Hunsicker’s second and third points derive from a fundamental failure to grasp the dialectical theological concept of paradoxical identity, which I have written about at some length in various places. TL:DR = the divine is wholly other than the human (paradox), but they are nonobjectifiably identical in – and only in – the event of encounte…

Not as Children of Death: Stroupe on the Resurrection

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Death, according to Nibs Stroupe, casts a heavy screen over our vision, beclouding not only our view of the surrounding world, but also hiding from us our true identity as beloved children of God. In a sermon on the encounter in the garden between the Risen Jesus and Mary of Magdala (John 20:1-18), Stroupe interprets resurrection as "recognition."

Deeper Waters: Sermons for a New Vision, By Nibs Stroupe (edited by Collin Cornell) (Eugene, OR: Wipf & Stock, 2017).

Mary is the only individual mentioned in all four Gospel accounts of the resurrection, and in the passage from John, she is the first witness to meet the risen Lord. The church, as Stroupe notes, has often been embarrassed to name women as primary witnesses to the resurrection. (If even the Apostle Paul neglects to mention Mary and other women in is paradigmatic resurrection keryma -- I Cor. 15 -- it is hardly surprising that later interpreters would stumble over this fact as well. And check out Luke 24:1-12 for …

So, You Want To Read Helmut Gollwitzer?

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This is a post that I have needed to write for a long time. I’ve put off writing it until now, however, because I’ve been carrying on an argument with myself about what the best way to organize it would be. I’ve spent a lot of time with Gollwitzer over the past half a dozen years or so, and it’s hard to boil down everything I want to say about Gollwitzer into some clear, straightforward advice.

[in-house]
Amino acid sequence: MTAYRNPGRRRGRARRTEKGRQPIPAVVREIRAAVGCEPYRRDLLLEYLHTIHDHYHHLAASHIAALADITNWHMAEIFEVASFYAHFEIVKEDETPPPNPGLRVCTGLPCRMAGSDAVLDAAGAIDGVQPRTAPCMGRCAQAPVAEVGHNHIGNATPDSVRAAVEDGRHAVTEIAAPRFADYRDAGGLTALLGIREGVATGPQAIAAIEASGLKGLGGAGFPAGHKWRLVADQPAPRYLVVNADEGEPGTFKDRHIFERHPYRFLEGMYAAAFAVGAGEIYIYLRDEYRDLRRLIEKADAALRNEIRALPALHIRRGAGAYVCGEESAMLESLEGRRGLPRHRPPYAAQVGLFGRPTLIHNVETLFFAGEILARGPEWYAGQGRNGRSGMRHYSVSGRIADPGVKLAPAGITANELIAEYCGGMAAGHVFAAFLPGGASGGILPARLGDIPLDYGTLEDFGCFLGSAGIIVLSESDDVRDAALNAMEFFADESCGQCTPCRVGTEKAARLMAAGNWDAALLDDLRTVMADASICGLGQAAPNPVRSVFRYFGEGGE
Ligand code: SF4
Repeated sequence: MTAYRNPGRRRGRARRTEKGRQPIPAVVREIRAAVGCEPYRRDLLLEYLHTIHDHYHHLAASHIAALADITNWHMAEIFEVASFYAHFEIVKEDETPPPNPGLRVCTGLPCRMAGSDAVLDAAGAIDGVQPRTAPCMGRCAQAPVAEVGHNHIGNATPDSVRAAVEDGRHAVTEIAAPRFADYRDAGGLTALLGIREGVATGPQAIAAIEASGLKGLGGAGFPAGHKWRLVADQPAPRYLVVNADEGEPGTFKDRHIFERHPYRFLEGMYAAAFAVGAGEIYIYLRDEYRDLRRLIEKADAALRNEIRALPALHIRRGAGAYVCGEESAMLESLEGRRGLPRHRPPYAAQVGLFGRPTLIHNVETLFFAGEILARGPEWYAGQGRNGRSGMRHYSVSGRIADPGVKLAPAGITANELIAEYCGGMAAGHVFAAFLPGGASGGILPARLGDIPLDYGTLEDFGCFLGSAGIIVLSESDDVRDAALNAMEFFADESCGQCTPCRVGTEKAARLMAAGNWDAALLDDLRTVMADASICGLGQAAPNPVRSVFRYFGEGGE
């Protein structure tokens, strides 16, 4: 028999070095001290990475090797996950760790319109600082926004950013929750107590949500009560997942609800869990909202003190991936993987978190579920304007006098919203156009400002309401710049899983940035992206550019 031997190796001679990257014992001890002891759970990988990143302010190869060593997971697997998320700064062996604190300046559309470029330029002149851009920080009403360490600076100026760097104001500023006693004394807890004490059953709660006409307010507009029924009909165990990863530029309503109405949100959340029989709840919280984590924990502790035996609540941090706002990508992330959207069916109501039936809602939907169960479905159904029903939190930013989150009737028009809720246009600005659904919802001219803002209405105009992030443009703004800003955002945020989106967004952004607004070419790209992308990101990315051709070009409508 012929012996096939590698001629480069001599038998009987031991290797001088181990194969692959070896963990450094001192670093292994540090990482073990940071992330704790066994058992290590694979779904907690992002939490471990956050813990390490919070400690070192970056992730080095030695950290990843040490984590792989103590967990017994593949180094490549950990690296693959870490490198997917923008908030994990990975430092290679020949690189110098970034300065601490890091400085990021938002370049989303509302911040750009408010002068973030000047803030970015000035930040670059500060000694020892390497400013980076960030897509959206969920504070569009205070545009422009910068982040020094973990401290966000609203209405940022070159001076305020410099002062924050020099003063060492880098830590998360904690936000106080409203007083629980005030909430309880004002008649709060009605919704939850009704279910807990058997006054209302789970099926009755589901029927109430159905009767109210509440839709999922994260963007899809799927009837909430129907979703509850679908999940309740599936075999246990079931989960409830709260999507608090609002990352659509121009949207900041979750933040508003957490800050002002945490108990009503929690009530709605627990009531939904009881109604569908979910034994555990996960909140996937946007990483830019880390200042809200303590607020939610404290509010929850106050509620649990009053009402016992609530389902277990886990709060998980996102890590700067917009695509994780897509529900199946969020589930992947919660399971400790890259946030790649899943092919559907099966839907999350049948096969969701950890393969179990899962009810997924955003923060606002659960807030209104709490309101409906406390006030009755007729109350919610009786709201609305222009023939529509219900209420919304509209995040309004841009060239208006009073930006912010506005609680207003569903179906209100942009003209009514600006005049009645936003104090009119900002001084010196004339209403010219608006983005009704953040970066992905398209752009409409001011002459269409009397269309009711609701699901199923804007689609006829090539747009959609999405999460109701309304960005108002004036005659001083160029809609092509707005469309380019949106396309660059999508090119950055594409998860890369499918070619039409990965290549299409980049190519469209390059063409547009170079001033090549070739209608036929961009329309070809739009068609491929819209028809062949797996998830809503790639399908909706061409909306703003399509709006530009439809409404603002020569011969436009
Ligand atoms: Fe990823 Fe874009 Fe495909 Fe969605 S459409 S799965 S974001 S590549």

Of course, if you want the long version, you can always read my book: Our God Loves Justice: An Introduction to Helmut Gollwitzer (Fortress, 2017). It just so happens that this is the best secondary source on Gollwitzer available in English so, you know, it’s a must read. But don’t take my word on it. Heath Carter agrees, as the photo below shows:


Anyway, back to the task at hand. You, gentle reader, want to read Helmut Gollwitzer. Perhaps you’ve already read my book and are now ready to dive into Golli himself and get a first hand picture. Maybe you want to form some of your own opinions by …

Demonic Possession is Not the New Normal:
More from Nibs Stroupe

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The story of Jesus liberating the Gerasene demoniac (Luke 8:26-39 and parallels) has long bedeviled modern interpreters (stop groaning at the pun, please, gentle readers). A New Testament scholar as esteemed as E.P. Sanders once had to admit he wasn't quite sure what to make of this story (see his The Historical Figure of Jesus). Is this vignette simply a case of ancient superstition, or might it have something to say to us directly today?

Deeper Waters: Sermons for a New Vision, By Nibs Stroupe (edited by Collin Cornell) (Eugene, OR: Wipf & Stock, 2017).

Nibs Stroupe, a Presbyterian preacher from Georgia, has some perceptive insights here. (For some background on Stroupe, see my previous post.) Like many other Western readers today, he reflectively recoils from exorcism stories, yet he invites us to take a closer look at the multiple assaults of death-dealing powers that afflict human beings. He invites us to shift our focus away from metaphysical speculation on the demons in …